Must Be the Music: Day Twenty

It’s the 20th day and alas, we’ve reached the end of the road. For now. We’ve done jazz, gospel, industrial, instrumental, and more, which makes it difficult to come to the penultimate of such a journey. However, I think I have to give it to two of the greatest musicians of this or any other time to close out with a two-fer.


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Stevie Wonder, one of the most prolific writers in my lifetime, has to make it on my list. There are so many songs that come to mind, but there are three of his that mean the most. I can’t say why, other than his musicianship. The first Golden Lady, while the second is Superwoman, which doesn’t get enough credit or play in my book. Donnie Hathaway, who was featured in the first part of this musical meander, does an amazing version of this song as well. The third, which perhaps you’ve never heard before is Feeding off the Love of the Land, which was a B-side that accompanied the closing credits to Spike Lee’s film, Jungle Fever. It remains amazing.

By way of finale, I offer one whose sound remains, even though the man left us before many could grasp the depth of his words.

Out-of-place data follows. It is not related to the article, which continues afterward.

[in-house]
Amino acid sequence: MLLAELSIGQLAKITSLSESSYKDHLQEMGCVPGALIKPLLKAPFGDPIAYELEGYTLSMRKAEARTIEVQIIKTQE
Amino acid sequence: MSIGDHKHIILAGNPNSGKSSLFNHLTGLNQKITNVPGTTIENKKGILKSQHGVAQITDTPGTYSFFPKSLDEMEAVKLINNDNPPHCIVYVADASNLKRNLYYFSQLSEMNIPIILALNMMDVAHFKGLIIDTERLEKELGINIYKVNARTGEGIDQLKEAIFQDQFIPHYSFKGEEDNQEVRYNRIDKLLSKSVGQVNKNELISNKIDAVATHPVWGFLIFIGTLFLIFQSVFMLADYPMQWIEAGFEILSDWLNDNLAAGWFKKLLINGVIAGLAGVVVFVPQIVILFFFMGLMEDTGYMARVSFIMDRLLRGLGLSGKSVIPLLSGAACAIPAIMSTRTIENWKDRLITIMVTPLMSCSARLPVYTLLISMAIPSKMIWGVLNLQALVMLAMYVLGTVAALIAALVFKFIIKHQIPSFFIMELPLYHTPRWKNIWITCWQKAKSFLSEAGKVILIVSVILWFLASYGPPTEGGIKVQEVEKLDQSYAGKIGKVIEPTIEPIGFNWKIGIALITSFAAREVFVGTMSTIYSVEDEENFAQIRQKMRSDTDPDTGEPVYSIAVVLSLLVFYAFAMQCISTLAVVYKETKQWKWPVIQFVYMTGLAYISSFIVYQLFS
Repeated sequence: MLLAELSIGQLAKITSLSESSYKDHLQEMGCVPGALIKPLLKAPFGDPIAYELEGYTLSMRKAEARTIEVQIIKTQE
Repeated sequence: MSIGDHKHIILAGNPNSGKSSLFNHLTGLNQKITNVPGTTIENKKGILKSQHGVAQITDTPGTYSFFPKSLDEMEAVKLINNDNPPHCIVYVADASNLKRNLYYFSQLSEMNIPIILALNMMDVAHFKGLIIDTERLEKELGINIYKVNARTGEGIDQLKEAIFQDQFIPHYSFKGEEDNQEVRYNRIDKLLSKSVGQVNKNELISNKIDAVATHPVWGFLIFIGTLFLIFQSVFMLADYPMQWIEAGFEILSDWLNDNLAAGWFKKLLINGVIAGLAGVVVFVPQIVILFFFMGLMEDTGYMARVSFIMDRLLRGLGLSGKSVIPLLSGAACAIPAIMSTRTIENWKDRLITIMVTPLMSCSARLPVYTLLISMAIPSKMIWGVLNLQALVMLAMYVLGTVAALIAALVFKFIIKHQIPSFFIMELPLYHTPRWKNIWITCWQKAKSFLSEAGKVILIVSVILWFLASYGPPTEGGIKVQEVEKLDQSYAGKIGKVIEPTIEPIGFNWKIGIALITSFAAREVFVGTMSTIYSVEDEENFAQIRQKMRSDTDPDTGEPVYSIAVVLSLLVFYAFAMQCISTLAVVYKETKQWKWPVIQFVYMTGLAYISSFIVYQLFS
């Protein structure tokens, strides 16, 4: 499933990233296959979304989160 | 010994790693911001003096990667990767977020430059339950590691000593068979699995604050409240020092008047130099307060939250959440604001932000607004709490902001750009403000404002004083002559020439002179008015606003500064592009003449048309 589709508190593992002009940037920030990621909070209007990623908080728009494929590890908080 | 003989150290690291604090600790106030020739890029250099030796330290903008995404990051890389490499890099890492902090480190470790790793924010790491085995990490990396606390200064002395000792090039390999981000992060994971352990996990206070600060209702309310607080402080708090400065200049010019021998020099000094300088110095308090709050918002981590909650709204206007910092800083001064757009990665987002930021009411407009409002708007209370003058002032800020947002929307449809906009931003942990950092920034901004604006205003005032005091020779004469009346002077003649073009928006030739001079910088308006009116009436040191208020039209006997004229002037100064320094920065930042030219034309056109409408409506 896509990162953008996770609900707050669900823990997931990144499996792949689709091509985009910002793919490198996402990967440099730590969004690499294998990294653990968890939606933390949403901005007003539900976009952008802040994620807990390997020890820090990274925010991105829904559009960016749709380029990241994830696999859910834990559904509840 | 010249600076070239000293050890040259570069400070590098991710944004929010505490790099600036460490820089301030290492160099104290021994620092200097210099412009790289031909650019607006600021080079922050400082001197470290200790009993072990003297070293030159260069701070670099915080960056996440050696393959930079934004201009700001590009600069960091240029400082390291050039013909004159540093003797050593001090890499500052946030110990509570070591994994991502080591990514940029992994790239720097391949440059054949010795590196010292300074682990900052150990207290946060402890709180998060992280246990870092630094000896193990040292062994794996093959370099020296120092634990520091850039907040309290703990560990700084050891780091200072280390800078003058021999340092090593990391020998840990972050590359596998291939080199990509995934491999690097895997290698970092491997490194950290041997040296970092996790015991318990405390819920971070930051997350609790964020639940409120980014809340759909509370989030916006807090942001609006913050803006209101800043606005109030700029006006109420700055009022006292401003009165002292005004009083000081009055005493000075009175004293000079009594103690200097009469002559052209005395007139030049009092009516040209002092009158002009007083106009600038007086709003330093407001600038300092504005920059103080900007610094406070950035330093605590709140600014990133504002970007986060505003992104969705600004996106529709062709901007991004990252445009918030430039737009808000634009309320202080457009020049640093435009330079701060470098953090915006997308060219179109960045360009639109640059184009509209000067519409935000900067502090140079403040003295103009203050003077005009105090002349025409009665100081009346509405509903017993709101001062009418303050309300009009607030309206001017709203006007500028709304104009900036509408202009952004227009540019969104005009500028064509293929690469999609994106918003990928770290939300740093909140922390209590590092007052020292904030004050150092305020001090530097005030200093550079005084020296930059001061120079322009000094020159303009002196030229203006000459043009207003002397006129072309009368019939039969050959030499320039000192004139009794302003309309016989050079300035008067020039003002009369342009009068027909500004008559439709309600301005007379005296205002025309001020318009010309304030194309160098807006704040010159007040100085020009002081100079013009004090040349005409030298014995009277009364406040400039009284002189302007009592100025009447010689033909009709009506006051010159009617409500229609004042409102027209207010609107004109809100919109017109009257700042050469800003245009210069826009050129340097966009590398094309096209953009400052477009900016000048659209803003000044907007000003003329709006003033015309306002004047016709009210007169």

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The What’s Going On album wasn’t the first by Mr. Gaye, but I dare say it had the most impact on me. Sure, he’s known in R&B circles as this sexy singer, making the ladies drop by the droves, but this work from 1971, a reaction to the Vietnam War as well as the condition of black people in the U.S. at the time, certainly means more to me than his bigger hits, like ‘Let’s Get It On’. One song that gets to the heart of misery is ‘Save the Children’.

The musicianship here is beyond description. Featuring Mr. Gaye on lead vocals throughout, he also plays piano and box drum. Members of the Detroit Symphony Orchestra appear and other instrumentation was provided by The Funk Brothers. Some of the background voices were provided by members of the Detroit Lions and Detroit Pistons, as well as a member of The Miracles, among others.

And there you have it.

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